*This is one of five posts on the Caine Prize for African Writing 2013 Shortlist. A group as organised by Aaron Bady will be blogging about the entries (one per week) for the next five weeks until the prize is announced on the 8th of July. Please see the links below for details and a schedule.
My Thoughts on ‘Miracle’ by Tope Folarin
By Veronica Nkwocha
‘Miracle’ (read here) begins with an all too familiar tale in the diaspora, a people uprooted and fragmented leaning close together huddling with the familiar. The thread that binds them in this story is religion and its ‘familiar’ rituals of service. The particular service presents an extreme focus on a man at the apex and a shivering pool of the faithful expectant of the heady feelings that herald a shared knowing as to their wholesomeness.
A most fascinating attribute about the story lies in the things it doesn’t say. ‘Miracle’ presents the congregants as almost child-like. Like a group of uniform wearing kids sitting up straight jacketed in class afraid of breaking any of the many rules, whether written or unspoken. The service is orgasmic but even when they dance happily and ecstatic, they do so in tandem with the dictates of an unseen conductor.
It is a church service and the supernatural typically trumps the physical, a spring where the faithful can draw strength to face the tough world outside. (Edit) It’s everyone doing the same thing lost in an ‘other-worldliness’ that creates an unsettling feeling, is that how its adherents are really perceived from the outside looking in?
Here wishes and desires take a front seat before reality; hope is worn leaving the dress of truth behind. The eyes of the boy were not healed but the glasses were cast aside. Is that faith? Will he see with perfect clarity? As the story draws us along, hope clatters to the ground and shatters into many pieces.
The craving for success especially in dollars burns showing up in the prayers of the faithful, a twin of the driven energy they left back home.
The author’s use of a blind Prophet tugs as though the fine print at the end of a tedious contract, caveat emptor. It is waved aside and explained away as if any intrusion of this all important fact would muddy the otherwise pristine pool of faith.
The role the individual plays in receiving the miracle lies in the emphasis of the Prophet’s words;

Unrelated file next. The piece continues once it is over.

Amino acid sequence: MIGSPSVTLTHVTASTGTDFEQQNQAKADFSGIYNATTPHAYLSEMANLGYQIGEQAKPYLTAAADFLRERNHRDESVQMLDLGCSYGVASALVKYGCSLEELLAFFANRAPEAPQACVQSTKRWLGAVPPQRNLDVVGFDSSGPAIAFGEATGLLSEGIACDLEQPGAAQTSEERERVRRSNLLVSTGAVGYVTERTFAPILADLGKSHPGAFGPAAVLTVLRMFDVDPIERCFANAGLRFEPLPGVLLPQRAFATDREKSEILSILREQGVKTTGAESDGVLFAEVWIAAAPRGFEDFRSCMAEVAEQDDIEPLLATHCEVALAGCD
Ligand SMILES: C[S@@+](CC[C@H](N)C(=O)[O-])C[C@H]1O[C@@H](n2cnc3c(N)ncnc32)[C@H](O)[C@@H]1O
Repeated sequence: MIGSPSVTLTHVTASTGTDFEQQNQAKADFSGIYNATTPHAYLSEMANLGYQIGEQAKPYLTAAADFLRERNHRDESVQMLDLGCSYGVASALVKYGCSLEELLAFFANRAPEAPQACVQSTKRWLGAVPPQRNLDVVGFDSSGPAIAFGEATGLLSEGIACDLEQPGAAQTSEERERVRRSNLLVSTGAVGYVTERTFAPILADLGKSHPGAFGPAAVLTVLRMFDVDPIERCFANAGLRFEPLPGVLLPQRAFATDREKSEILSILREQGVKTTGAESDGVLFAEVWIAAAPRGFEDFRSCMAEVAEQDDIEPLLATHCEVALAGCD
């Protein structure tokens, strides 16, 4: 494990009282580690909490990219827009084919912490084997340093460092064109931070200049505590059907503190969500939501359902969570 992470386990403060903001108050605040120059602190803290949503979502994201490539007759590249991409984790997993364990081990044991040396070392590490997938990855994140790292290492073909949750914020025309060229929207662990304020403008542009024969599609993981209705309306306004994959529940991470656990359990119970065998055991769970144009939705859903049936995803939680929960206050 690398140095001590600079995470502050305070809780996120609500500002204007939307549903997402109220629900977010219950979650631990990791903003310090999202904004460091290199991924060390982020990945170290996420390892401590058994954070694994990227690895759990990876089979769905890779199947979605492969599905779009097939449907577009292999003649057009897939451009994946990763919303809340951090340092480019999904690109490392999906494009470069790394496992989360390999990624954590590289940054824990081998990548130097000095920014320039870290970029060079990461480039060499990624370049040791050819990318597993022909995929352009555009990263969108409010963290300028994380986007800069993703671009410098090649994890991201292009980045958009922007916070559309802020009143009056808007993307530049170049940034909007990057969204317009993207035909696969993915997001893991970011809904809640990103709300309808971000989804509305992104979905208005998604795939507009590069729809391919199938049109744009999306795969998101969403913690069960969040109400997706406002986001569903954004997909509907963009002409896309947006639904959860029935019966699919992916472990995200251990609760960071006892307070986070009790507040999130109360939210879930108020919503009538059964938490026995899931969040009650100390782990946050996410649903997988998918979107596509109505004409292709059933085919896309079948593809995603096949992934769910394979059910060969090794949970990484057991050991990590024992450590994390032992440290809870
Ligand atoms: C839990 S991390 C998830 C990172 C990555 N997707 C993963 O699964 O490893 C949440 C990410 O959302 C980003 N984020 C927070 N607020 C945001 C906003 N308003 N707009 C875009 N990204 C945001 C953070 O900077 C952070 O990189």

“The only barrier to your blessing is the threshold of your belief.”
And so any failings should the miracle not happen squarely rests in the ‘unbelief’ of its owner; the dispenser shirking any responsibility deftly passing the buck although his role in dispensing it appears ‘God-like’.
Through it all, the isolation of the church setting from the mainstream is evident. If they have come from far away to evangelise the people of strange lands, it would be counted as a dismal failure. Their absence from the room sits loud akin to the proverbial elephant. If they are here to be an oasis for its people uprooted from Nigeria, they are a heralding success.
The author tells the narrative from the point of view of one who is part of the congregation but there is a suspicion that he sits in the service but has seen it play out almost like a voyeur. Embarrassed, like a young child who has just witnessed its parents lie.
He leaves, not totally empty handed, he is grateful for other blessings and he reaches for them content. In a sense, he has drawn out of the spring although he took a very convoluted route towards a destination that would have been apparent without the ‘shenanigans’ of the Prophet.
The stories of miracles in modern Christianity are mostly told from the compassionate viewpoint of its proponents. ‘Miracle’ by Tope Folarin stands at a different vantage point emphasising the one less spoken about, the millions who leave as they came.
*Miracle is on the shortlist for the 2013 Caine Prize for African Writing.
Please click on the names below to read reviews of ‘Miracle’ by other bloggers:
- Literary Prizes: Joining the Caine Prize ‘Blog-Carnival’ (africainwords.com)
- Tope Folarin (Nigeria) ‘Miracle’ from Transition, Issue 109 (Bloomington, 2012)